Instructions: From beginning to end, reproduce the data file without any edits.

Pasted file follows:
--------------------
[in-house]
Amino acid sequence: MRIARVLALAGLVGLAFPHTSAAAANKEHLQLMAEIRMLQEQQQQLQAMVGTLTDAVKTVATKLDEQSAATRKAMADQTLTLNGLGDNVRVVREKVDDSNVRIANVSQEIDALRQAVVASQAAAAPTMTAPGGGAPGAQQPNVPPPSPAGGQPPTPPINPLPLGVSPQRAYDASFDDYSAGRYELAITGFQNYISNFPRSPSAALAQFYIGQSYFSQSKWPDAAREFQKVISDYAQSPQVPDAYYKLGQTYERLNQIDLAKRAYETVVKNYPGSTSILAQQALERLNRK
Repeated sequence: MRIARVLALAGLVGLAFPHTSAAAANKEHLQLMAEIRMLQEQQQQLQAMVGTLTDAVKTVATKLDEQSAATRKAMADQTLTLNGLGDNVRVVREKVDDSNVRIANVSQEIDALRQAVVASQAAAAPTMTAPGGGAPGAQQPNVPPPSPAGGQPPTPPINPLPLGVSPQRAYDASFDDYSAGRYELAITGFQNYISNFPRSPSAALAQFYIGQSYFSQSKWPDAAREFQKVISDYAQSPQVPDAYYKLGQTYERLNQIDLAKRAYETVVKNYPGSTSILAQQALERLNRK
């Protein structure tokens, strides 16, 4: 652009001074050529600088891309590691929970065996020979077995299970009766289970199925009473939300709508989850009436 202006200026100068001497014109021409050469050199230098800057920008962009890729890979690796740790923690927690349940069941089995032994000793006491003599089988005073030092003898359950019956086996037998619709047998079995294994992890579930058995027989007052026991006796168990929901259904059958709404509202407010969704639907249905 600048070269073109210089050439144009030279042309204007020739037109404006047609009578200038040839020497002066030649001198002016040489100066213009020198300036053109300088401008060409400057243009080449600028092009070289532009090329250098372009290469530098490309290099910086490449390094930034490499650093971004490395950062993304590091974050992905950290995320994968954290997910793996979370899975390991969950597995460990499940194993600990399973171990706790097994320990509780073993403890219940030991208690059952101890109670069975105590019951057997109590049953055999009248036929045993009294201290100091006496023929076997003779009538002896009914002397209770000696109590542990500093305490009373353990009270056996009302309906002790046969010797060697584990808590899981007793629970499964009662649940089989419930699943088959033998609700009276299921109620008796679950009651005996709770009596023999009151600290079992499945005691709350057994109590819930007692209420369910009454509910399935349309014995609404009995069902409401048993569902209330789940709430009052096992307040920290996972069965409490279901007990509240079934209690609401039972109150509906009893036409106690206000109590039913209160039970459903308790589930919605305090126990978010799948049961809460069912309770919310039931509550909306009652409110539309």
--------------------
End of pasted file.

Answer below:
[in-house]
Amino acid sequence: MRIARVLALAGLVGLAFPHTSAAAANKEHLQLMAEIRMLQEQQQQLQAMVGTLTDAVKTVATKLDEQSAATRKAMADQTLTLNGLGDNVRVVREKVDDSNVRIANVSQEIDALRQAVVASQAAAAPTMTAPGGGAPGAQQPNVPPPSPAGGQPPTPPINPLPLGVSPQRAYDASFDDYSAGRYELAITGFQNYISNFPRSPSAALAQFYIGQSYFSQSKWPDAAREFQKVISDYAQSPQVPDAYYKLGQTYERLNQIDLAKRAYETVVKNYPGSTSILAQQALERLNRK
Repeated sequence: MRIARVLALAGLVGLAFPHTSAAAANKEHLQLMAEIRMLQEQQQQLQAMVGTLTDAVKTVATKLDEQSAATRKAMADQTLTLNGLGDNVRVVREKVDDSNVRIANVSQEIDALRQAVVASQAAAAPTMTAPGGGAPGAQQPNVPPPSPAGGQPPTPPINPLPLGVSPQRAYDASFDDYSAGRYELAITGFQNYISNFPRSPSAALAQFYIGQSYFSQSKWPDAAREFQKVISDYAQSPQVPDAYYKLGQTYERLNQIDLAKRAYETVVKNYPGSTSILAQQALERLNRK
């Protein structure tokens, strides 16, 4: 652009001074050529600088891309590691929970065996020979077995299970009766289970199925009473939300709508989850009436 202006200026100068001497014109021409050469050199230098800057920008962009890729890979690796740790923690927690349940069941089995032994000793006491003599089988005073030092003898359950019956086996037998619709047998079995294994992890579930058995027989007052026991006796168990929901259904059958709404509202407010969704639907249905 600048070269073109210089050439144009030279042309204007020739037109404006047609009578200038040839020497002066030649001198002016040489100066213009020198300036053109300088401008060409400057243009080449600028092009070289532009090329250098372009290469530098490309290099910086490449390094930034490499650093971004490395950062993304590091974050992905950290995320994968954290997910793996979370899975390991969950597995460990499940194993600990399973171990706790097994320990509780073993403890219940030991208690059952101890109670069975105590019951057997109590049953055999009248036929045993009294201290100091006496023929076997003779009538002896009914002397209770000696109590542990500093305490009373353990009270056996009302309906002790046969010797060697584990808590899981007793629970499964009662649940089989419930699943088959033998609700009276299921109620008796679950009651005996709770009596023999009151600290079992499945005691709350057994109590819930007692209420369910009454509910399935349309014995609404009995069902409401048993569902209330789940709430009052096992307040920290996972069965409490279901007990509240079934209690609401039972109150509906009893036409106690206000109590039913209160039970459903308790589930919605305090126990978010799948049961809460069912309770919310039931509550909306009652409110539309």